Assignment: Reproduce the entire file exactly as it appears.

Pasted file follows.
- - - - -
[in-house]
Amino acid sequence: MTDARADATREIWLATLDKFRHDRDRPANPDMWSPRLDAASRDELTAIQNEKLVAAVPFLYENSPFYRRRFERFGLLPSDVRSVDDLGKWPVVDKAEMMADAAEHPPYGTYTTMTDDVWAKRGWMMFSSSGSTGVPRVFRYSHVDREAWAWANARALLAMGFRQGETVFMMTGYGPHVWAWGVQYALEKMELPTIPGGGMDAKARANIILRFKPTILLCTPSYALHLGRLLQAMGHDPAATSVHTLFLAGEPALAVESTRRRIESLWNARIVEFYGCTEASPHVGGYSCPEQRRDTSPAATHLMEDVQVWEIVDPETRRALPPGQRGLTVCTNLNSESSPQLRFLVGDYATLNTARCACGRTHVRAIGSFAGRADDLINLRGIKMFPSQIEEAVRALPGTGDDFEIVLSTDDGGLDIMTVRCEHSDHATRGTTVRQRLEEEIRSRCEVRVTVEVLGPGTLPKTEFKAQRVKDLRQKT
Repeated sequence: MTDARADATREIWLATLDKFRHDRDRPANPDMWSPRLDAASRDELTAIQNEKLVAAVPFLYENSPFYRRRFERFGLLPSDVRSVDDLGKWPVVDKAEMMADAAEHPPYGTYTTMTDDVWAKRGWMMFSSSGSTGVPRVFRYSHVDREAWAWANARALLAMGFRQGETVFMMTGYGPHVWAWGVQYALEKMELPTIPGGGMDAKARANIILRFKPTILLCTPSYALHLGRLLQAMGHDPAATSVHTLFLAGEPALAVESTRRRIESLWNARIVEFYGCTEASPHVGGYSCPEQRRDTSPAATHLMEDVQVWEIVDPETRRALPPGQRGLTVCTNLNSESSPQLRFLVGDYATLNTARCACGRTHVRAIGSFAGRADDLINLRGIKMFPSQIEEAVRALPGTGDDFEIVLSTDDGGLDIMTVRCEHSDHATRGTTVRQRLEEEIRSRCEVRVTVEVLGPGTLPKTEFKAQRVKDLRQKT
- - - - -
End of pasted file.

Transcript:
[in-house]
Amino acid sequence: MTDARADATREIWLATLDKFRHDRDRPANPDMWSPRLDAASRDELTAIQNEKLVAAVPFLYENSPFYRRRFERFGLLPSDVRSVDDLGKWPVVDKAEMMADAAEHPPYGTYTTMTDDVWAKRGWMMFSSSGSTGVPRVFRYSHVDREAWAWANARALLAMGFRQGETVFMMTGYGPHVWAWGVQYALEKMELPTIPGGGMDAKARANIILRFKPTILLCTPSYALHLGRLLQAMGHDPAATSVHTLFLAGEPALAVESTRRRIESLWNARIVEFYGCTEASPHVGGYSCPEQRRDTSPAATHLMEDVQVWEIVDPETRRALPPGQRGLTVCTNLNSESSPQLRFLVGDYATLNTARCACGRTHVRAIGSFAGRADDLINLRGIKMFPSQIEEAVRALPGTGDDFEIVLSTDDGGLDIMTVRCEHSDHATRGTTVRQRLEEEIRSRCEVRVTVEVLGPGTLPKTEFKAQRVKDLRQKT
Repeated sequence: MTDARADATREIWLATLDKFRHDRDRPANPDMWSPRLDAASRDELTAIQNEKLVAAVPFLYENSPFYRRRFERFGLLPSDVRSVDDLGKWPVVDKAEMMADAAEHPPYGTYTTMTDDVWAKRGWMMFSSSGSTGVPRVFRYSHVDREAWAWANARALLAMGFRQGETVFMMTGYGPHVWAWGVQYALEKMELPTIPGGGMDAKARANIILRFKPTILLCTPSYALHLGRLLQAMGHDPAATSVHTLFLAGEPALAVESTRRRIESLWNARIVEFYGCTEASPHVGGYSCPEQRRDTSPAATHLMEDVQVWEIVDPETRRALPPGQRGLTVCTNLNSESSPQLRFLVGDYATLNTARCACGRTHVRAIGSFAGRADDLINLRGIKMFPSQIEEAVRALPGTGDDFEIVLSTDDGGLDIMTVRCEHSDHATRGTTVRQRLEEEIRSRCEVRVTVEVLGPGTLPKTEFKAQRVKDLRQKT